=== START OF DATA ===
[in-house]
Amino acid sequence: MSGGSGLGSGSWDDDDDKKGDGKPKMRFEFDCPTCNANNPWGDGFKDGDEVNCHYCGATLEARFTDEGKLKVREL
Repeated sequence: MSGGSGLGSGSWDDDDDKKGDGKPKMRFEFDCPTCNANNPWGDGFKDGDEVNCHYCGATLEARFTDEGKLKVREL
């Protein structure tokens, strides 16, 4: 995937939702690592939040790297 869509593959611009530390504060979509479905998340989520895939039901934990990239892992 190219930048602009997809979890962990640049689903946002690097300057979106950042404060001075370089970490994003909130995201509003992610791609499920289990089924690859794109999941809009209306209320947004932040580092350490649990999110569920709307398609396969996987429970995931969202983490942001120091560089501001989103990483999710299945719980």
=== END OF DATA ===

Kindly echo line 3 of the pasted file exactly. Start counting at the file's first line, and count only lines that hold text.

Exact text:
Repeated sequence: MSGGSGLGSGSWDDDDDKKGDGKPKMRFEFDCPTCNANNPWGDGFKDGDEVNCHYCGATLEARFTDEGKLKVREL